- Rob Liefeld publicly stated that he had major editorial issues with DC and severed his relationship with them.
Now, many may say that Liefeld was just causing trouble because they are not the biggest fans of his work at times, but let’s truly look at this. He called out the editorial staff as being the reason he was leaving DC. Simone mentioned she was removed as a result of the editor on the book. Diggle played it safe by not commenting on the specifics of his departure, but Fialkov explicitly said that there were editorial decisions about where the title was going and it clashed with the story he wanted to tell. So… If his story clashed with the goal of the editor, why bring him on to the book in the first place?
The question I am posing right now is: What is going on at DC? It seems like some writers are working smoothly with their editors to turn out quality product month over month (I’m looking at you, Batman people) but then other books just cannot get their foothold (Green Arrow is on its… who knows how many creative teams since it relaunched). In the days of old, there was at least the perception of synergy, but maybe I’m simply nostalgic for those days when the internet was not around to get this information. Well, it is here, and it’s gonna happen and we have to deal. Maybe there needs to be a better matchup of creative juices BEFORE you bring on a creative team – doing these kind of changes after some major announcements just don’t seem to work well on a book. It lowers confidence in them and the team behind the scenes to bring me a quality book month after month. I am a die-hard Green Lantern family reader and collect all 4 titles (soon to be 5), but now… Now, I’m not sure of how great a story I am going to get from several of these books because there is obviously conflict. Although Robert Venditti, whom I love as a writer thanks to X-O Manowar and his recent continued presence on Demon Knights, and who is also taking over from Johns on Green Lantern, will be co-plotting GLC going forward… Is that enough?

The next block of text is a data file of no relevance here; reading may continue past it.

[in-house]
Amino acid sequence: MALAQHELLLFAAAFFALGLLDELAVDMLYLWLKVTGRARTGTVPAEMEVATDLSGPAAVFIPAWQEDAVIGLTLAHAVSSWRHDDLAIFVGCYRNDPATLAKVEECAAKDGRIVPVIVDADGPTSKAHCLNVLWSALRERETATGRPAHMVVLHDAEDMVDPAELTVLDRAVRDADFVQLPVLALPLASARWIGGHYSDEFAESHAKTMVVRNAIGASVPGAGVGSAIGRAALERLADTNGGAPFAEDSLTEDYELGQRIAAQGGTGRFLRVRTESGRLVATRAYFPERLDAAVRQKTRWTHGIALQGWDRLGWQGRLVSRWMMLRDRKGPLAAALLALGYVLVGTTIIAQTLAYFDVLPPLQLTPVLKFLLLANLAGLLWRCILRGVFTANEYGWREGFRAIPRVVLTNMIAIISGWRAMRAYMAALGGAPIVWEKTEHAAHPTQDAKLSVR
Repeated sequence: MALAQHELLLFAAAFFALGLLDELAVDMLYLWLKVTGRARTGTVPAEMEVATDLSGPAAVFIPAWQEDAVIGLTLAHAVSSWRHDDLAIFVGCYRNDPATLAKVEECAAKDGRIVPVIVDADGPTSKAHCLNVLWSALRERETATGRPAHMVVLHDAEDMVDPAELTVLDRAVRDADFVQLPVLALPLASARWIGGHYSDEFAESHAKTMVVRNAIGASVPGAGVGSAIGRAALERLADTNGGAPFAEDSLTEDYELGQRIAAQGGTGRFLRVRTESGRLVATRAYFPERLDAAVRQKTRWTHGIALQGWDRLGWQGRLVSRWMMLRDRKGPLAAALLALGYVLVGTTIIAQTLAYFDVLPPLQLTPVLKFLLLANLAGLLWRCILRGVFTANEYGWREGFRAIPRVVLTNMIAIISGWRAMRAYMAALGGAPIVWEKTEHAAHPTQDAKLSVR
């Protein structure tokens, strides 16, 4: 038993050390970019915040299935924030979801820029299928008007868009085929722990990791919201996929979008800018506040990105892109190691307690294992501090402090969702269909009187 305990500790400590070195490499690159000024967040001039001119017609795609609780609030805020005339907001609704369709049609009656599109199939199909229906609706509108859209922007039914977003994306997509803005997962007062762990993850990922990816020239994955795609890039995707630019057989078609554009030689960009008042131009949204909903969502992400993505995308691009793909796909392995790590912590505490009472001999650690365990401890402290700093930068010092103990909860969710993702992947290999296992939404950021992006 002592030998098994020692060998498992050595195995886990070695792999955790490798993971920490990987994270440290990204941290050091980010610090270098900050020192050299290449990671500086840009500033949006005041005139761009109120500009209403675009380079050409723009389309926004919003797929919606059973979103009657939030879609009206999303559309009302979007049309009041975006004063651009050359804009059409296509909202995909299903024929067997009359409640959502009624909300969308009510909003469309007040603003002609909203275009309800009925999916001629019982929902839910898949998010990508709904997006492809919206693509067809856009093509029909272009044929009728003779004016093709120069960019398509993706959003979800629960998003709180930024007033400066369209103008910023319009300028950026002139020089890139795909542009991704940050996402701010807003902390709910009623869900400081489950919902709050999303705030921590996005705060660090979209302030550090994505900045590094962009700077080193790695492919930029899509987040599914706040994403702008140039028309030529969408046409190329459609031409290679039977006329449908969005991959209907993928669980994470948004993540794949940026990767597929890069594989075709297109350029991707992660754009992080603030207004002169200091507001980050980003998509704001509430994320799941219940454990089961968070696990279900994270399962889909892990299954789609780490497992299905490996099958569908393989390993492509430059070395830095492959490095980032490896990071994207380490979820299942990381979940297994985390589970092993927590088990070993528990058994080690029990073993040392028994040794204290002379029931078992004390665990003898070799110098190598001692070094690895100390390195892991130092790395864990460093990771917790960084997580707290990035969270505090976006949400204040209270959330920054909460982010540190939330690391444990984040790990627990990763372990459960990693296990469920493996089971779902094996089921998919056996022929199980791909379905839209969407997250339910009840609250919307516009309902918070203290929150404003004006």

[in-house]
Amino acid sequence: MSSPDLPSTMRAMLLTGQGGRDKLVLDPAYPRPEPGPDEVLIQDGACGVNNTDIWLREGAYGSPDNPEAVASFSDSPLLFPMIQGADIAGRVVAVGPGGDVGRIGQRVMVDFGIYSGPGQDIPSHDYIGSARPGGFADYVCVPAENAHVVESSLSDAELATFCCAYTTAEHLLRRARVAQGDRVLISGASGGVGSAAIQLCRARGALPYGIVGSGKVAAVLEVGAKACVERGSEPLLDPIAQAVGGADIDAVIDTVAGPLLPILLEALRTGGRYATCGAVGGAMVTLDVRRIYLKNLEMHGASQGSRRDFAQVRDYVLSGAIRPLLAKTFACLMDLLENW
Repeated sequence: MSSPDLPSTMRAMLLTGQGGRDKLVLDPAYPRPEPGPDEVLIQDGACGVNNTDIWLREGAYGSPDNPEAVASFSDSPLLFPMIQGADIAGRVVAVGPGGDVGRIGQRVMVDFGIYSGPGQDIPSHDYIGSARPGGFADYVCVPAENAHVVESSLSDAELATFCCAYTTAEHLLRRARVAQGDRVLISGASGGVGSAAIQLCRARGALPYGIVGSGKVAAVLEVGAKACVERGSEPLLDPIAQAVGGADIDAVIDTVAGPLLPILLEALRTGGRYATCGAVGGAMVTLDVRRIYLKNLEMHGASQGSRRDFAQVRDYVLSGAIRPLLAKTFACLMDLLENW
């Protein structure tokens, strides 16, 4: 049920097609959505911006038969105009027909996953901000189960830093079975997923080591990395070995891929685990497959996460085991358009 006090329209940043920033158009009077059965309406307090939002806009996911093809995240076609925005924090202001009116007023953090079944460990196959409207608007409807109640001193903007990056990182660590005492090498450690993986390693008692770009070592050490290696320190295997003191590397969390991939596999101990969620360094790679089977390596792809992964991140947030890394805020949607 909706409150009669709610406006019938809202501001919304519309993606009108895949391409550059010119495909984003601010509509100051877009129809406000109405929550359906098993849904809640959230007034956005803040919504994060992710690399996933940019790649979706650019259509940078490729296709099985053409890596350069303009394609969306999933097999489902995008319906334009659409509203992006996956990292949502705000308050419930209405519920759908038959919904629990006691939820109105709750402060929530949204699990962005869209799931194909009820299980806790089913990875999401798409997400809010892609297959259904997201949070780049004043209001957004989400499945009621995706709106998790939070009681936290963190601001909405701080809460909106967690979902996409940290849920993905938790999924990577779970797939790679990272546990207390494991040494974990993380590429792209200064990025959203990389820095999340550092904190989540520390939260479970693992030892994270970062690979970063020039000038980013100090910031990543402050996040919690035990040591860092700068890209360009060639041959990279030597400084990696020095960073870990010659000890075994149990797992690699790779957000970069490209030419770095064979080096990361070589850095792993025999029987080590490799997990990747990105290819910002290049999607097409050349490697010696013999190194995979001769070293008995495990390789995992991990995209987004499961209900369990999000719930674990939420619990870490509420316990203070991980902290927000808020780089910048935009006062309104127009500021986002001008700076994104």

This is not the creative team that pitched for the book and won. This is (sorry to say, as I am sure everyone involved is quite talented otherwise DC would not have even called them) the backup team. If the stories these guys wanted to pitch were the winners, they would have been chosen in the first place, right? Instead, they’ve been called up due to an opening on the ice. (Yes, a hockey reference.) But the question here really is: is the problem with the writers or the editors? Where and what is the conflict? Where is the resolution management? Why go to the trouble of moving forward with a team if the team itself cannot even get themselves organized? That’s a team destined to not make the playoffs without some miracle. This is almost like that movie The Replacements where a backup team comes in and surprises everyone… but there, they had a new team and a new coach. I’ve seen no information about the editors also making a change, just the writers, so who knows what’s really going on.
This kind of activity lowers my confidence in DC. I pay for quality books, but of late (in my personal opinion only) DC has started to lose the quality that they have been building for 2 years with this relaunched world, with some obvious exceptions.
But I pose this question again: What is going on, DC? Get your ducks in a row. Get your team working as a team, not as a bunch of individuals. Look at the amazing collaboration you’ve had with creative teams and editors in the past and use that – take the Wolfman/Pérez creative team in launching The New Teen Titans in the 80s as an example. There was guidance, but a lot of freedom to tell an amazing story. There was direction, but there was also the creator’s ability to turn it into something amazing. Leverage that. Bring that back. Otherwise, dare I say it, my DC pull list is going to drop significantly. You may not care about one individual doing that, but I am fairly certain I’m not alone.